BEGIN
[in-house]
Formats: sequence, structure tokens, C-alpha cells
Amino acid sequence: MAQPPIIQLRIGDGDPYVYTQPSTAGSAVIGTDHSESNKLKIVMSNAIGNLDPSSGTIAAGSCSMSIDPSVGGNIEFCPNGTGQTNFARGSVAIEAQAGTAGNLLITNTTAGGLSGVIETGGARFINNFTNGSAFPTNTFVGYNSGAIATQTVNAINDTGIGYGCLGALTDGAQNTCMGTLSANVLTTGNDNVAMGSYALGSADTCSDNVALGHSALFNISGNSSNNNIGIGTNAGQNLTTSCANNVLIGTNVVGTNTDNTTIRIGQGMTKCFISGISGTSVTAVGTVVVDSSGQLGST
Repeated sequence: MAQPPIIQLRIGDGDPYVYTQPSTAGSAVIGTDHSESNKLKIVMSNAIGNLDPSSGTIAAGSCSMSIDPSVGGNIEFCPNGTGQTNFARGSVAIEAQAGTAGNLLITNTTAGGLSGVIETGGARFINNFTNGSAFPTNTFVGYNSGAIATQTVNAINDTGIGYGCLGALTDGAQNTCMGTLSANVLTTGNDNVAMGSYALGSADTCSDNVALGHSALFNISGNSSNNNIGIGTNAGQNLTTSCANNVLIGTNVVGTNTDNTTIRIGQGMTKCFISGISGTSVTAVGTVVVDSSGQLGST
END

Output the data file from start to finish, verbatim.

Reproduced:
[in-house]
Formats: sequence, structure tokens, C-alpha cells
Amino acid sequence: MAQPPIIQLRIGDGDPYVYTQPSTAGSAVIGTDHSESNKLKIVMSNAIGNLDPSSGTIAAGSCSMSIDPSVGGNIEFCPNGTGQTNFARGSVAIEAQAGTAGNLLITNTTAGGLSGVIETGGARFINNFTNGSAFPTNTFVGYNSGAIATQTVNAINDTGIGYGCLGALTDGAQNTCMGTLSANVLTTGNDNVAMGSYALGSADTCSDNVALGHSALFNISGNSSNNNIGIGTNAGQNLTTSCANNVLIGTNVVGTNTDNTTIRIGQGMTKCFISGISGTSVTAVGTVVVDSSGQLGST
Repeated sequence: MAQPPIIQLRIGDGDPYVYTQPSTAGSAVIGTDHSESNKLKIVMSNAIGNLDPSSGTIAAGSCSMSIDPSVGGNIEFCPNGTGQTNFARGSVAIEAQAGTAGNLLITNTTAGGLSGVIETGGARFINNFTNGSAFPTNTFVGYNSGAIATQTVNAINDTGIGYGCLGALTDGAQNTCMGTLSANVLTTGNDNVAMGSYALGSADTCSDNVALGHSALFNISGNSSNNNIGIGTNAGQNLTTSCANNVLIGTNVVGTNTDNTTIRIGQGMTKCFISGISGTSVTAVGTVVVDSSGQLGST